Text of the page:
The story behind the song is that it was all about the guitar riffs. When I wrote it originally I was writing music in a completely different genre. I was using synthesisers and drum machines, and programming things and early samplers and messing around with technology a long time ago. And then I stopped for a minute and I thought, Why don’t I write something completely different to that?I’ve always been a fan of the Johnny Cash era of country music, and so I started messing around more with that kind of thing. And then, of course, I think for me to have convinced everybody [in INXS] at that point that that would be a good idea to put out they would have looked at me like I was from outer space [laughs]. But it lived with me for a long time, the music with that. And then my wife, Marlina, championed it a lot with me. She put it on her voicemail whenever the phone rang, which drove me nuts. But basically at the end of it I realised that she really liked the music. So I finished the song, and it’s a song really I dedicate to her, especially with her cancer battle that she’s had. It’s become part of me and ironically it’s the first thing I’m putting out, even though I’ve written other things in the last, say, two, three years, even in the last two months I’ve written two of the songs that’ll be on the album. So my writing has really been a journey in itself for this.

I have the impression that you are constantly writing and that this has been going on probably since you first wrote songs. Is that correct?

Yes. I’m sorry, I’m laughing because yes, you’re right. And I think even Marlina, it drives her nuts, she says, ‘What are you doing?’ ‘I’m writing a new song.’ She says, ‘What’s wrong with the ones you’re about to put out on the album?’ I say, ‘Well, because that’s what I do. I can’t help it.’ If I think of a good idea – well, I hope it’s a good idea – and I’m sure other writers will understand exactly what I’m talking about – it doesn’t come to you like, ‘Oh, tomorrow at 8 a.m. I might have this really good idea and I’ll put some time aside and I’ll work on it then.’ That’s not how it works. Usually these things come to you as if you’ve got little antennas, like you’re a Martian or something, and suddenly you’ve got this thing going beep, beep, beepthat wants to come. It arrives at the door and you either pay attention to it – and I’ve learnt this instinctually over the years – or you brush it off, and that can be a big mistake, because that thing that’s trying to tap on your shoulder or from heaven or wherever it’s coming from, I’d better listen to it. I’d better pay attention to this.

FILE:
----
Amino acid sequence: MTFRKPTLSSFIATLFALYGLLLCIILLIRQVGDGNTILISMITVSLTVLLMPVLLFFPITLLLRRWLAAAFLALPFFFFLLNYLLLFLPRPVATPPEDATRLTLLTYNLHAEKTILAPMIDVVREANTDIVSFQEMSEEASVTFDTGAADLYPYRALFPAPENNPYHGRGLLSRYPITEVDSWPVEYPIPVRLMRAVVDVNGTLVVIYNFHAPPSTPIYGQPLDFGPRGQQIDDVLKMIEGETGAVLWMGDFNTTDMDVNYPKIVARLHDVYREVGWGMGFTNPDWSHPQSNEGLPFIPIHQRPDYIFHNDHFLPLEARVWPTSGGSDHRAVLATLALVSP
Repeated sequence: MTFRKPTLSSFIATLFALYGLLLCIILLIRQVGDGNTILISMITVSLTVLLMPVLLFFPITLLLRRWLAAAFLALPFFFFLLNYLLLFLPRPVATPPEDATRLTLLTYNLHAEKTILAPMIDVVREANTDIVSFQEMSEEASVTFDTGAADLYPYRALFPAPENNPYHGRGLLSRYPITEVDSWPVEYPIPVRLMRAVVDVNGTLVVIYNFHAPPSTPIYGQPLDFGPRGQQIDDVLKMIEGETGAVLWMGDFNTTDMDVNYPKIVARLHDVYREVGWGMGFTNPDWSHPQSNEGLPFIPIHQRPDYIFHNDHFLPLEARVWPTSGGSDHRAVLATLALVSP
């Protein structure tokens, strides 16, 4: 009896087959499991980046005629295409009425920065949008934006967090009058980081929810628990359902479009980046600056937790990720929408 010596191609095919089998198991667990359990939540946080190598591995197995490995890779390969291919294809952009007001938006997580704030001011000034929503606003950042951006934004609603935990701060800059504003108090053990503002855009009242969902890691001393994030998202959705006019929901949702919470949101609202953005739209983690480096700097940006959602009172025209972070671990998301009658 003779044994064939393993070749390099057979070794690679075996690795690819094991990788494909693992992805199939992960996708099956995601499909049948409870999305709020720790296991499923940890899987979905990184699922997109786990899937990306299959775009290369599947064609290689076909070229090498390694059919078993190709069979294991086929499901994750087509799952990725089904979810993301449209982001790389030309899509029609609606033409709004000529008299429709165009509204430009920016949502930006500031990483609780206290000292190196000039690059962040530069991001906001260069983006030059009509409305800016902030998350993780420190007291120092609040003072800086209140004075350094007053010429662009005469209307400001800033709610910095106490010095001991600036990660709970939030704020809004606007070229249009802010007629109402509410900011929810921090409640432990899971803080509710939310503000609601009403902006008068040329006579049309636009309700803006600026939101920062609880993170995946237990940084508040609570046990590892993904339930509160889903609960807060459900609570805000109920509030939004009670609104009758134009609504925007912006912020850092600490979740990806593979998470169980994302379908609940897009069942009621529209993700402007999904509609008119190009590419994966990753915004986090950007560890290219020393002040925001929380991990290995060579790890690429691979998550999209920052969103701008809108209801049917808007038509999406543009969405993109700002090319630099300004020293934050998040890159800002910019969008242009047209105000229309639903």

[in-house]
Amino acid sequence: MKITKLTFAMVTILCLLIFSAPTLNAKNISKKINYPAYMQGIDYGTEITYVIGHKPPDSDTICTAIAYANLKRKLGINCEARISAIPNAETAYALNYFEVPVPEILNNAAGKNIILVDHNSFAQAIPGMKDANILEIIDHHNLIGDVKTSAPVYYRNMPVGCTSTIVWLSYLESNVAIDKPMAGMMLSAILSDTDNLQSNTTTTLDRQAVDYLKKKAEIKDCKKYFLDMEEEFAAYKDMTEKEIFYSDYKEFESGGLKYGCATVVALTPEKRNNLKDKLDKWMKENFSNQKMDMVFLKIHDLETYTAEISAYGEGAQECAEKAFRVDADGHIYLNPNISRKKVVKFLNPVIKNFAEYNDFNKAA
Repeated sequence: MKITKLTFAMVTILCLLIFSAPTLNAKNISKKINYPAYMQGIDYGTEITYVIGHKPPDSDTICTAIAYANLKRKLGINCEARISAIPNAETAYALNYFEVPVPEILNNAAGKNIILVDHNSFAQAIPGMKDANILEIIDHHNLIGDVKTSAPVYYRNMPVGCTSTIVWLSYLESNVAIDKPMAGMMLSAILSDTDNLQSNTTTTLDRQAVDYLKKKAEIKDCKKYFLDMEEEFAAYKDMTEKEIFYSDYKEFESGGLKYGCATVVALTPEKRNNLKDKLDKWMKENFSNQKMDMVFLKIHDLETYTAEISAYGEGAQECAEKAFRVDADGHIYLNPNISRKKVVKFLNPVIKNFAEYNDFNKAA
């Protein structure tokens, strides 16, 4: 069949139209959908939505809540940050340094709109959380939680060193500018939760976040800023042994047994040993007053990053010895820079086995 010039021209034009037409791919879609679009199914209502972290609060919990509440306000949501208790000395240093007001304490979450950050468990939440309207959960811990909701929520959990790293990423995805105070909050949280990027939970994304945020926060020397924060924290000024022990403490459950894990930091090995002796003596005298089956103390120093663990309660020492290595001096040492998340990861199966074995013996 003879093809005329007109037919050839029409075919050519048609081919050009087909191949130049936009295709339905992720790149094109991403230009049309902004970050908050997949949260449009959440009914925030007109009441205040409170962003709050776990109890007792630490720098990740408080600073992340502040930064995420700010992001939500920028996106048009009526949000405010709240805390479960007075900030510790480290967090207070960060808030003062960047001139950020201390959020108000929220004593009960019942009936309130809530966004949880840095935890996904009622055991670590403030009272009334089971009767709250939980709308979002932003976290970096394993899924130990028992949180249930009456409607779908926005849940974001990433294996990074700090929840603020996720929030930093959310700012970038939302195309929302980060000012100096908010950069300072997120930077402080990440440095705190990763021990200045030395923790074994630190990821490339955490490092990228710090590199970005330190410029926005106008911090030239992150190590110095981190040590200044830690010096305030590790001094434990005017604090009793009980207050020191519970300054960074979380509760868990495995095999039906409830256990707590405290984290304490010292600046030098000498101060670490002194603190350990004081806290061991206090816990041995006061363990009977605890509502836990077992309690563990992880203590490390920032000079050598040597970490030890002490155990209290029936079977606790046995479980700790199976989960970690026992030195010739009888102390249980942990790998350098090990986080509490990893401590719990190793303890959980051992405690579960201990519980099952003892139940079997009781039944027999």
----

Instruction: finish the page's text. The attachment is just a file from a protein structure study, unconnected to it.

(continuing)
It’s that process also of learning to get out of your own way, which is something that that can be really hard to learn. It’s one thing to have that creative flow, but you obviously learnt at quite a young age to trust what was coming in, to not say to yourself, ‘That’s not going to be any good.’ You’ve talked about not ignoring it, but that’s also about not self-censoring. You’ve learnt quite a long time ago to just go with the flow, for lack of a better term. Is that something that as a young man you knew instinctually?